"I believe the words in the Book." he says firmly. "It is what it says it is. No evidence for a physical cause for CFS can change my mind, any more than your ridiculous 'science' can convince me that the Earth is older than a few thousand years. If that makes me a fundamentalist or an extremist in some people's eyes, so be it."
"Yo, you don't KNOW me, black! You don't KNOW me!" yells Michael Sharpe, a psychiatrist, to this reporter, who is white.
Like some other fundamentalists, Wessely says he feels safer in Iraq than in, say, Britain.
"Everyone's out to get me here - especially Satan." When asked who Satan is, he says "We believe he's taken the form of a woman in a bed in Dorset or maybe Cornwall, pretending to be sick."
"Don't be fooled by appearances - there are few things in Nature as deadly as a bedridden CFS patient." he adds. "They're capable of anything. Once you tell a sick person they're not sick, and deny them benefits and medical treatment, and tell their family and their friends and their doctors and their government that they're not sick, and insist that they exercise or you'll take them away from their parents or lock them up in psych wards if you have to, they become quite unreasonable."
"Bitches be stalkin me/ tryin' to knife me/ I can't be silenced/ by no threats of vi'lence", explains Sharpe, nodding to an imaginary beat.
Many researchers, according to Wessely, have been threatened. One of them is purportedly Myra McClure, who co-authored a paper with Wessely last year which concluded that British patients cannot have an American retrovirus.
"Somebody threatened to rearrange Myra's teeth!" he says. When asked if that threat might in fact have come from her dentist, he says "Possibly, but either way it really shook her up."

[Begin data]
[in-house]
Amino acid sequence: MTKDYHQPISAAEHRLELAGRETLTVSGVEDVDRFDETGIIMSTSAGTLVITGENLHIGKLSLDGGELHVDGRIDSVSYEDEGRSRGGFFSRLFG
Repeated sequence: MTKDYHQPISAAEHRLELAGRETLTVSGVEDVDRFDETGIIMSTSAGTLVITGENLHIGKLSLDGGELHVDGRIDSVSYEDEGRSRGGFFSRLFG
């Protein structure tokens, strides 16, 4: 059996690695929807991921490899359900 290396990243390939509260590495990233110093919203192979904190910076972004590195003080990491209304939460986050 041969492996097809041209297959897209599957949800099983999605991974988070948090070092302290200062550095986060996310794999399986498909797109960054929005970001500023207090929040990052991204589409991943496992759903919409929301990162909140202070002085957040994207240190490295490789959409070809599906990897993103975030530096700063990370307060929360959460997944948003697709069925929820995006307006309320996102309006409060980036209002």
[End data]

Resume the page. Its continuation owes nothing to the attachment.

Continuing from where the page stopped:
"Sum fool walked up and punched me in my grill yo" says Sharpe, Senior Lecturer in Psychiatry at the University of Edinburgh. Asked if he reported this to the police, he pauses and then waves his hand dismissively. "EFF the po-lice, man." he growls.
"I resent the implication that we are manufacturing these death threats." snaps Wessely. "That's crazy."
How many death threats has Wessely himself received? "Millions. Dozens. Several. I could show you a couple." he says.
He produces a note written in crayon. "This came from a seven year old girl who a colleague of mine managed to separate from her mother, who was abusing her by telling her she was sick with ME." The note says 'My mummy says you a bad man and your friend tried to took me away from her so I hate you and when I grow up I'm gonna beat you up.'
"That one still makes me shudder," says Wessely.
He reads another aloud. 'Leave me alone, leave my friends alone, or I will bludgeon you to death with a bottle of Prozac.' This reporter notices that the note is written on Wessely's own stationery. "Err.. yes.. that's a particularly disturbing feature. This individual must have broken into my office, stolen my stationery, and used it to write a letter to me." This reporter also points out that the note appears to be in Wessely's handwriting and is also signed 'Simon Wessely'.
Wessely sucks in his breath for a moment and says "This individual is sicker than I thought."
See also: The first picture of the death threats against Prof Simon Wessely has now been released
See also: Premorbid risk markers for growing nose syndrome in a large cohort of CBT psychiatrists